Spend some time thinking about your topic before you start searching. Pay particular attention to the language you use to both conceptualize and describe the subject you require information about, and take the time to define key descriptors—this will benefit your thinking, and form the basis for your search strategies.
The following steps may help you formulate a search strategy:
In this example, we will consider the following topic: The effects of pollution on frog reproduction.
|The most useful keywords would be:||The most useful phrases would be:|
|Effects||“effects of pollution”|
|Frog||“breeding cycle of frogs”|
Note: you may find using a thesaurus or a subject dictionary useful at this point, to help expand your selection of possible keywords.
Use of the ‘wildcard’ symbol—commonly represented by a question mark (?)—will search for multiple spellings. For example:
Adding a truncation symbol—commonly an asterisk (*)—after the root of a word will find variations of that word. Truncating words returns variant spellings and endings, and can save you from having to do multiple searches.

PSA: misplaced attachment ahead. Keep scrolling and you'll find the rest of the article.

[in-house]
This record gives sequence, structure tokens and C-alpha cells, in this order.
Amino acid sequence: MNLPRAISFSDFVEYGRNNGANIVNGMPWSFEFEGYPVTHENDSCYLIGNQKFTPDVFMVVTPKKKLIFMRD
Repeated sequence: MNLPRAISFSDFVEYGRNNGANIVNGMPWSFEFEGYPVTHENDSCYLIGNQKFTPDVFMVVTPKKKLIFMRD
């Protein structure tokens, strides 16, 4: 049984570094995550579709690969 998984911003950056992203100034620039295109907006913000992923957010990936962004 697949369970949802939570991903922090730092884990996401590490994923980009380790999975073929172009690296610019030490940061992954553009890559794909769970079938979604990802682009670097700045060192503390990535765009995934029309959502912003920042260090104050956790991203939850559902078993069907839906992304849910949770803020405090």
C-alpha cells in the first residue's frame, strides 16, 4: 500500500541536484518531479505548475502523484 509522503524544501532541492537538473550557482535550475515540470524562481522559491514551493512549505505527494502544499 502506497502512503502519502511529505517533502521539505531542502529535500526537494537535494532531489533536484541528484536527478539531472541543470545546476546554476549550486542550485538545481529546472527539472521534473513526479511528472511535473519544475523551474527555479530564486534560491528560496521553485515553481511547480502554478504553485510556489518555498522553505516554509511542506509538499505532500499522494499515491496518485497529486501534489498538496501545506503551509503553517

Boolean operators let you combine keywords and phrases to retrieve specific search results. They are inserted between your keywords and phrases, and must always appear in UPPER CASE.
Use AND to narrow or focus your search and retrieve records containing only the specified words. For example:
Use OR to broaden your search and retrieve records containing any of the words specified. For example:
If you use the OR operator when searching for acronyms and abbreviations, remember to include the actual term spelt in full as well as the abbreviation. For example:
Use NOT (which sometimes also appears as AND NOT) to narrow your search results and return records that do not contain a specified term. For example:
Use parentheses ( ) to group words and phrases together when combining the OR operator with an AND operator in the same search. This is sometimes referred to as Nesting. For example:
By following the steps above, you should now be able to formulate a sound search strategy (which is also known as a search string). Using the research topic The effects of pollution on frog reproduction your search strategy may look something like:
Remember, there are many different methods you can use to search for the information you need, and the steps outlined above are by no means mandatory. Some search strategies return better results than others so; get expansive with your language, be creative with your search operators and symbols, and don’t hesitate to formulate a number of different strategies in order to see which ones yield the best results.
The broader and more inclusive your search terms are, the more focused and relevant your results will be to the topic you are researching.